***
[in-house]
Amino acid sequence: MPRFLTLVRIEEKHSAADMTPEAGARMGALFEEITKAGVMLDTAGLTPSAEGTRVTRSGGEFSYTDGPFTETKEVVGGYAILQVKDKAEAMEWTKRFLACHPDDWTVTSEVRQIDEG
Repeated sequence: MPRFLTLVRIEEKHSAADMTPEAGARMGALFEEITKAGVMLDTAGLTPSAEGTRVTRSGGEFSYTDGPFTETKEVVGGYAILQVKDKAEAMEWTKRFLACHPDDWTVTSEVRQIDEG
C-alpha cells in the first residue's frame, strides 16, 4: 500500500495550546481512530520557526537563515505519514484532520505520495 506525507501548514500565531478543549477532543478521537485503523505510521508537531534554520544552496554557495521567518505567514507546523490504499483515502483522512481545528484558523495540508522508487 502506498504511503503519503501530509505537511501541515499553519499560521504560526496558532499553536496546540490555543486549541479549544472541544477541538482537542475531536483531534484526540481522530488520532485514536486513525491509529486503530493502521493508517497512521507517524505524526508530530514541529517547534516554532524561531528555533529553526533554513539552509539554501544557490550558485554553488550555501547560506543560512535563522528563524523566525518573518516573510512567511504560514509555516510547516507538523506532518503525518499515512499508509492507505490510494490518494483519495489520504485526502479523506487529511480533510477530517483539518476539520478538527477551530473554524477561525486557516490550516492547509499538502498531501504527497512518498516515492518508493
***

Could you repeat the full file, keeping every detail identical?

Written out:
[in-house]
Amino acid sequence: MPRFLTLVRIEEKHSAADMTPEAGARMGALFEEITKAGVMLDTAGLTPSAEGTRVTRSGGEFSYTDGPFTETKEVVGGYAILQVKDKAEAMEWTKRFLACHPDDWTVTSEVRQIDEG
Repeated sequence: MPRFLTLVRIEEKHSAADMTPEAGARMGALFEEITKAGVMLDTAGLTPSAEGTRVTRSGGEFSYTDGPFTETKEVVGGYAILQVKDKAEAMEWTKRFLACHPDDWTVTSEVRQIDEG
C-alpha cells in the first residue's frame, strides 16, 4: 500500500495550546481512530520557526537563515505519514484532520505520495 506525507501548514500565531478543549477532543478521537485503523505510521508537531534554520544552496554557495521567518505567514507546523490504499483515502483522512481545528484558523495540508522508487 502506498504511503503519503501530509505537511501541515499553519499560521504560526496558532499553536496546540490555543486549541479549544472541544477541538482537542475531536483531534484526540481522530488520532485514536486513525491509529486503530493502521493508517497512521507517524505524526508530530514541529517547534516554532524561531528555533529553526533554513539552509539554501544557490550558485554553488550555501547560506543560512535563522528563524523566525518573518516573510512567511504560514509555516510547516507538523506532518503525518499515512499508509492507505490510494490518494483519495489520504485526502479523506487529511480533510477530517483539518476539520478538527477551530473554524477561525486557516490550516492547509499538502498531501504527497512518498516515492518508493